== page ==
At Your Fingertips: Disability Resource Center

Disability Resource Center

UA Little Rock’s Disability Resource works to ensure accessibility to all students.

 The UA Little Rock Disability Resource Center (DRC) collaborates with faculty and staff to ensure that physical, curricular, and web environments are accessible to as many students as possible.

“Say you have somebody who is blind or low visioned. If they can’t see the text, then it’s not accessible,” said Reed Claiborne, Director of the UA Little Rock DRC. “We try to focus on what the barriers are, versus what a student’s diagnoses are.”

Reed Claiborne DRC Director/ Photo Chris Bailey

Having been with the department for 12 years, Claiborne explains the focus of the department has shifted to reframing disability. Reframing in this context involves shifting the focus toward the design of the environment and the removal of barriers that prevent accessibility, according to Claiborne.

“By and large, the people that come to this office look like you and me; they just have hidden disabilities,” Claiborne said. “Whether a student is blind, low visioned, or temporarily having issues with vision, our job is to ensure the document is formatted properly for everyone with vision problems.”

Universal Design

In the DRC, the idea of reframing disability begins with the faculty.

“If an instructor has made sure materials are in an accessible format online, everyone will have access to the document regardless of their disability,” Claiborne said.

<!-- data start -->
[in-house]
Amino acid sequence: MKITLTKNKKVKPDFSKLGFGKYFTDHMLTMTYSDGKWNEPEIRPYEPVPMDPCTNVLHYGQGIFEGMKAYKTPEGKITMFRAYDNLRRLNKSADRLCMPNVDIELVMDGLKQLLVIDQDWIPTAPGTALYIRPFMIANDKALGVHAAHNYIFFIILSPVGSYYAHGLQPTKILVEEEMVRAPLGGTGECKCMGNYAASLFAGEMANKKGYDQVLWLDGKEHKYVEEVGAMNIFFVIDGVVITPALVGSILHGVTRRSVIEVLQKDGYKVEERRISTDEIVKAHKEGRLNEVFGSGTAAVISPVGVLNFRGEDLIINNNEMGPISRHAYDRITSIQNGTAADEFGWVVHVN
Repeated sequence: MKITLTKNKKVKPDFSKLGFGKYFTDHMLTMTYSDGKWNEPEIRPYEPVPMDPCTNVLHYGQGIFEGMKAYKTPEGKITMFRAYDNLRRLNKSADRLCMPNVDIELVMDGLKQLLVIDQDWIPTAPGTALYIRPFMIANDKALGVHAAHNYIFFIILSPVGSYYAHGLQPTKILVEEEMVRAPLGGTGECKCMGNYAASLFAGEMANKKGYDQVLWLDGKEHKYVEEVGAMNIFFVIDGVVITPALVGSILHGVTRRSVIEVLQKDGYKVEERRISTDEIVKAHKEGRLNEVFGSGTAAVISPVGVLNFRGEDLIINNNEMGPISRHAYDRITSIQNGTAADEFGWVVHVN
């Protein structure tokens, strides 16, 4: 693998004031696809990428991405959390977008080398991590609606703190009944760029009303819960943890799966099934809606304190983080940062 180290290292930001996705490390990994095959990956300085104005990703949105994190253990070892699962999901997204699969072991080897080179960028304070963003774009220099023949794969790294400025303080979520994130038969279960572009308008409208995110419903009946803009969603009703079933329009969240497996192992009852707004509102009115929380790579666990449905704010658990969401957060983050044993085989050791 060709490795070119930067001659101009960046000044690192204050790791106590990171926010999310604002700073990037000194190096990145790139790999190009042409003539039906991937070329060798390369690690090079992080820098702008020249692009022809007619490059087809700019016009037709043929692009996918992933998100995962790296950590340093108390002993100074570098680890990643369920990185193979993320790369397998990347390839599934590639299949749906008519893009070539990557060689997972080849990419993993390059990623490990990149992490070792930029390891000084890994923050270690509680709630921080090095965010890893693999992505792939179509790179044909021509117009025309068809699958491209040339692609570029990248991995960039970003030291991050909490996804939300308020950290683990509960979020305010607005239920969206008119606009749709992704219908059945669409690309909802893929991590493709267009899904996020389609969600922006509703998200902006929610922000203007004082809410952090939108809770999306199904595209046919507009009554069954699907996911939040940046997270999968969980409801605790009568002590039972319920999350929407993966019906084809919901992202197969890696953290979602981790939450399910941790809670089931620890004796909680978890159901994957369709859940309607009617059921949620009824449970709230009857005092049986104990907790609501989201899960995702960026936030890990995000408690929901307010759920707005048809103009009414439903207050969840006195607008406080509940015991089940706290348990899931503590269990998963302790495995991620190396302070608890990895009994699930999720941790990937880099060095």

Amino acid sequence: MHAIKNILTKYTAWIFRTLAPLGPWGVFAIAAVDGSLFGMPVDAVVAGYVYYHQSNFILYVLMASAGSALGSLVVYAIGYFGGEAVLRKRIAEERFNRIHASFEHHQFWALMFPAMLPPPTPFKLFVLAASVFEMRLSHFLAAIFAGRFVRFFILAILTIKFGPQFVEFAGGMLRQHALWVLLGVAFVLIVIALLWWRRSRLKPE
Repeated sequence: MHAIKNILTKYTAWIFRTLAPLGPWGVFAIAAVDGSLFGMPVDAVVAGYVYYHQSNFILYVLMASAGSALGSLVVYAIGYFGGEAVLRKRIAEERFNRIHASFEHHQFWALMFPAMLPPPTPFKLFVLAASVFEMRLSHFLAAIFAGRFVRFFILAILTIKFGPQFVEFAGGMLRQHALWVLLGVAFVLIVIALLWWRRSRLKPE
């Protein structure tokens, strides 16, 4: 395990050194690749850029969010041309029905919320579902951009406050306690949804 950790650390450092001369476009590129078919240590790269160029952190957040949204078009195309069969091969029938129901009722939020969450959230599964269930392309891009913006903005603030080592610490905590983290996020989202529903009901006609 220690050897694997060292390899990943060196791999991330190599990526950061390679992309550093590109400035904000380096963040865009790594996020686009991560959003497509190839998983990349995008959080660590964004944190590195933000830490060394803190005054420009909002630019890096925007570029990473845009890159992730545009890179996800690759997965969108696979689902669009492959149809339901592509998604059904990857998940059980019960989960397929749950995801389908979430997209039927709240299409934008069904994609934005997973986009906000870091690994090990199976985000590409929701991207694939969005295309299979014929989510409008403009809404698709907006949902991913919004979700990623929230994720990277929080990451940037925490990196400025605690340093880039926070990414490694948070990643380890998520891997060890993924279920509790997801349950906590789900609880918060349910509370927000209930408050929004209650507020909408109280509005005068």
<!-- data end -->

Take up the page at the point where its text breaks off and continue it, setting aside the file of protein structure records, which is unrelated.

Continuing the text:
Many of the services offered in the DRC pertain to not only students but faculty members as well. The DRC will assist faculty members with captioning videos, braille materials, and converting books to audio or digital format.

All of the services and accommodations provided by the UA Little Rock DRC fall under the concept of “universal design.” Claiborne explains universal design as making sure preparation of curriculum, materials, and environments are accessible by not just a few, but all that need it. For example, automatic door openers benefit individuals using walkers and wheelchairs, as well as people carrying groceries or babies.

 DRC Looking Ahead

As UA Little Rock’s enrollment of people with disabilities increases, the DRC is dedicated to furthering the resources currently being offered.

“Some of the things we’ve started to do is broaden the assistive technology that is out there,” Claiborne said. “We are testing an audio note-taking program that may help people who struggle with taking notes or reading notes from a notetaker.”

The audio notetaking program has been in use for 3 semesters and has been beneficial for a lot of students, according to Claiborne.

For more information regarding the DRC or accommodations needed, please contact

501-569-3143 or email disability@ualr.edu.